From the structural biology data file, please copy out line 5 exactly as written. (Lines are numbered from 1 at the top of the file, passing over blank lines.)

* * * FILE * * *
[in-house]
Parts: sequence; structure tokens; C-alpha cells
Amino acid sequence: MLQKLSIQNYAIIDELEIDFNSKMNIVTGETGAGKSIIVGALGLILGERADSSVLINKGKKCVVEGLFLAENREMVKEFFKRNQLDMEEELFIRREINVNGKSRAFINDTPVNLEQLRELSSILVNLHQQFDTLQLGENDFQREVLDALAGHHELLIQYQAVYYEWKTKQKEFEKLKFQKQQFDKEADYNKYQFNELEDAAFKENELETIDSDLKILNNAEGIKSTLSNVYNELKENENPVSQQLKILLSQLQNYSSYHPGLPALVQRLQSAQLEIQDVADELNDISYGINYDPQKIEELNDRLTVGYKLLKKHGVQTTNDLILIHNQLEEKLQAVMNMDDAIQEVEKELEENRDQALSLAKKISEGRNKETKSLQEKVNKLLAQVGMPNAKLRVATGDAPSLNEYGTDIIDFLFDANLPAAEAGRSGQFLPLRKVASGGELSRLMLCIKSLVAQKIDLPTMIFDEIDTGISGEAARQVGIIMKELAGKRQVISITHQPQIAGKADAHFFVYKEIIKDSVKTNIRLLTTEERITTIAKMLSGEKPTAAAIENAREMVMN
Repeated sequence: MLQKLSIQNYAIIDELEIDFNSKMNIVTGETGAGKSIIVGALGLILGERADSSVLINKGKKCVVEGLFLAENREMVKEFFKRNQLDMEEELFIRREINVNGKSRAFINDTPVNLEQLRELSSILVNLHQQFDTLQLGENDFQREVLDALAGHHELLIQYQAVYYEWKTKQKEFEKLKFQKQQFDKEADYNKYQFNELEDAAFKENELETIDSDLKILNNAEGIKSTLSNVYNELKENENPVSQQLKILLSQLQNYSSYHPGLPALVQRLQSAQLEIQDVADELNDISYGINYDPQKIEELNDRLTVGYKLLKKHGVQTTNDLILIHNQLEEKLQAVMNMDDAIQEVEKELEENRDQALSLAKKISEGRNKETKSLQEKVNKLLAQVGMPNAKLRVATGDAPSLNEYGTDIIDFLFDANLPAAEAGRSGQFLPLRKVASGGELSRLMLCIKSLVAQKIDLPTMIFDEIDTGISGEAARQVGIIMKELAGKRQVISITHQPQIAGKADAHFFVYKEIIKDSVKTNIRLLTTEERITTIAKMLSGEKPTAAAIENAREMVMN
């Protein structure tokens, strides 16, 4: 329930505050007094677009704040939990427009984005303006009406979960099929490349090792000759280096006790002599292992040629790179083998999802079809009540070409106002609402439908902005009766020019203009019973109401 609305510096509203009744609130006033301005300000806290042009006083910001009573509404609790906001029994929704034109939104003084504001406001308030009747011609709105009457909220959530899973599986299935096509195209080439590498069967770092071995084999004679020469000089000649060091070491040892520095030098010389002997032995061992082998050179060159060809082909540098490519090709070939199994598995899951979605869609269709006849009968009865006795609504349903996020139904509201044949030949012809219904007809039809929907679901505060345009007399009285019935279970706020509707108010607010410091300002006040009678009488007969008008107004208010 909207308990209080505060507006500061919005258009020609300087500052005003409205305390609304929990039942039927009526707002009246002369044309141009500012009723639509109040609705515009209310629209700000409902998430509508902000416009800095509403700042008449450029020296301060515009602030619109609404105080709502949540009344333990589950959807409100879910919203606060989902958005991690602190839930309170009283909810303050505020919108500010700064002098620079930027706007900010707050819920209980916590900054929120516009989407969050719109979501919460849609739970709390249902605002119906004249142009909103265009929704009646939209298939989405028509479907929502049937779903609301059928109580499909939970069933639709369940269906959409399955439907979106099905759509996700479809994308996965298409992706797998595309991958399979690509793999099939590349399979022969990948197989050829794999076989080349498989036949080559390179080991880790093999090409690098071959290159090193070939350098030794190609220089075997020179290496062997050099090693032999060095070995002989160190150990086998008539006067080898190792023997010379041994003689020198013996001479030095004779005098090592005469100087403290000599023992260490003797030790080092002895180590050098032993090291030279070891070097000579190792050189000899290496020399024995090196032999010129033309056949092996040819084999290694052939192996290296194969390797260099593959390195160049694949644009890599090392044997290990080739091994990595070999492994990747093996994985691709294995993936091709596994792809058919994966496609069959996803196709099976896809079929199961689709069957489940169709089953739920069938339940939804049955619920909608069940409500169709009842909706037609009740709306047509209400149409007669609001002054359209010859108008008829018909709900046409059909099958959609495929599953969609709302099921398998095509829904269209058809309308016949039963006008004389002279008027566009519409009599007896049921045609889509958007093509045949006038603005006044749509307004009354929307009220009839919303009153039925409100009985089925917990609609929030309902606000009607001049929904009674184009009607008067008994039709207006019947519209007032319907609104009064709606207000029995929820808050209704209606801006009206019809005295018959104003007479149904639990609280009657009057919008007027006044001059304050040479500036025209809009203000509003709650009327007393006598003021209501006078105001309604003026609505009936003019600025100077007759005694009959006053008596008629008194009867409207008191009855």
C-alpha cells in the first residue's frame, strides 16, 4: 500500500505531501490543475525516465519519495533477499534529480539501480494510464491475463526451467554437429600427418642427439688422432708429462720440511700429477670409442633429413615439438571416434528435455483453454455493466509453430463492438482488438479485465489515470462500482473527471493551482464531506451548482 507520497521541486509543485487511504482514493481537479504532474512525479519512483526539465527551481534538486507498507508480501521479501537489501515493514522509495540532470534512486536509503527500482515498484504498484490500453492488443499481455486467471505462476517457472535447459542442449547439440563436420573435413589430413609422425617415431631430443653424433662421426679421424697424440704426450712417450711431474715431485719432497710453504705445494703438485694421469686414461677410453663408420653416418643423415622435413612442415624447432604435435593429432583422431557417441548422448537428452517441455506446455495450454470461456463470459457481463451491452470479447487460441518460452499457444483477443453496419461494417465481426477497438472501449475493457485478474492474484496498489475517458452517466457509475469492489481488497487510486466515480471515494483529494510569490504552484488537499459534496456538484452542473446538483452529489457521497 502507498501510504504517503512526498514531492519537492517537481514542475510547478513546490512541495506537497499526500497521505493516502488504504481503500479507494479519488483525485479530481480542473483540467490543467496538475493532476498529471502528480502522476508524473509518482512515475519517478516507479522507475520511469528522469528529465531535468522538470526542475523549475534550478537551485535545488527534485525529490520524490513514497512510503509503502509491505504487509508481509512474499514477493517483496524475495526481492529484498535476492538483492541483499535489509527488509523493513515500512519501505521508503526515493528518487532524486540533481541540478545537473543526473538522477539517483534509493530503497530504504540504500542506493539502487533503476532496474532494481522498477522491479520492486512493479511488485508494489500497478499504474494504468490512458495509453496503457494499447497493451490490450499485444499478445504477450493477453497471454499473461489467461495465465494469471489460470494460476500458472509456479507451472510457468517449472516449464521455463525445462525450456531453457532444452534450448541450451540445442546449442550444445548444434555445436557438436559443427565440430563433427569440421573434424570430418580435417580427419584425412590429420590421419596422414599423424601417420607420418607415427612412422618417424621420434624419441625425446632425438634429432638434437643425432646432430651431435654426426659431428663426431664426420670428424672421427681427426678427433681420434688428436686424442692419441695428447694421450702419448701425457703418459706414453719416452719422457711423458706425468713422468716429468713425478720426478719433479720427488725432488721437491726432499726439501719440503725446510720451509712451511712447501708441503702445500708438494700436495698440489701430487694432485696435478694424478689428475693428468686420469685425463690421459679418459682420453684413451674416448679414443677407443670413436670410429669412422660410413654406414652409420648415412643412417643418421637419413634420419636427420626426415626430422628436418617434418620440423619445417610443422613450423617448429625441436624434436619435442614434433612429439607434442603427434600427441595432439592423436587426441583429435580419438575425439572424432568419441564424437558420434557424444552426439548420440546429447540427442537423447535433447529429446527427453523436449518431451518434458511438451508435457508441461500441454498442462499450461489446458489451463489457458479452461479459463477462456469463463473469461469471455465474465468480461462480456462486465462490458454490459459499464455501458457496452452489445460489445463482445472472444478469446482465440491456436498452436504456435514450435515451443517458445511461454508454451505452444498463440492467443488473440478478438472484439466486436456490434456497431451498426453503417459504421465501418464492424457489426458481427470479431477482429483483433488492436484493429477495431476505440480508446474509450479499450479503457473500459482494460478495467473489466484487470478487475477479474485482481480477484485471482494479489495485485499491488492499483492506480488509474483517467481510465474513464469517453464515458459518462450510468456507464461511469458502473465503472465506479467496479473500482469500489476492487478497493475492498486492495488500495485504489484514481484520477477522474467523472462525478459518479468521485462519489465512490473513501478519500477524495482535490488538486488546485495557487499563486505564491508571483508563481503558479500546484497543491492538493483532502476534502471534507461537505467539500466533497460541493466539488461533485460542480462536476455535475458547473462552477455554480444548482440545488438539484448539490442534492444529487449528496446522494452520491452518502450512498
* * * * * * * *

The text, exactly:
């Protein structure tokens, strides 16, 4: 329930505050007094677009704040939990427009984005303006009406979960099929490349090792000759280096006790002599292992040629790179083998999802079809009540070409106002609402439908902005009766020019203009019973109401 609305510096509203009744609130006033301005300000806290042009006083910001009573509404609790906001029994929704034109939104003084504001406001308030009747011609709105009457909220959530899973599986299935096509195209080439590498069967770092071995084999004679020469000089000649060091070491040892520095030098010389002997032995061992082998050179060159060809082909540098490519090709070939199994598995899951979605869609269709006849009968009865006795609504349903996020139904509201044949030949012809219904007809039809929907679901505060345009007399009285019935279970706020509707108010607010410091300002006040009678009488007969008008107004208010 909207308990209080505060507006500061919005258009020609300087500052005003409205305390609304929990039942039927009526707002009246002369044309141009500012009723639509109040609705515009209310629209700000409902998430509508902000416009800095509403700042008449450029020296301060515009602030619109609404105080709502949540009344333990589950959807409100879910919203606060989902958005991690602190839930309170009283909810303050505020919108500010700064002098620079930027706007900010707050819920209980916590900054929120516009989407969050719109979501919460849609739970709390249902605002119906004249142009909103265009929704009646939209298939989405028509479907929502049937779903609301059928109580499909939970069933639709369940269906959409399955439907979106099905759509996700479809994308996965298409992706797998595309991958399979690509793999099939590349399979022969990948197989050829794999076989080349498989036949080559390179080991880790093999090409690098071959290159090193070939350098030794190609220089075997020179290496062997050099090693032999060095070995002989160190150990086998008539006067080898190792023997010379041994003689020198013996001479030095004779005098090592005469100087403290000599023992260490003797030790080092002895180590050098032993090291030279070891070097000579190792050189000899290496020399024995090196032999010129033309056949092996040819084999290694052939192996290296194969390797260099593959390195160049694949644009890599090392044997290990080739091994990595070999492994990747093996994985691709294995993936091709596994792809058919994966496609069959996803196709099976896809079929199961689709069957489940169709089953739920069938339940939804049955619920909608069940409500169709009842909706037609009740709306047509209400149409007669609001002054359209010859108008008829018909709900046409059909099958959609495929599953969609709302099921398998095509829904269209058809309308016949039963006008004389002279008027566009519409009599007896049921045609889509958007093509045949006038603005006044749509307004009354929307009220009839919303009153039925409100009985089925917990609609929030309902606000009607001049929904009674184009009607008067008994039709207006019947519209007032319907609104009064709606207000029995929820808050209704209606801006009206019809005295018959104003007479149904639990609280009657009057919008007027006044001059304050040479500036025209809009203000509003709650009327007393006598003021209501006078105001309604003026609505009936003019600025100077007759005694009959006053008596008629008194009867409207008191009855």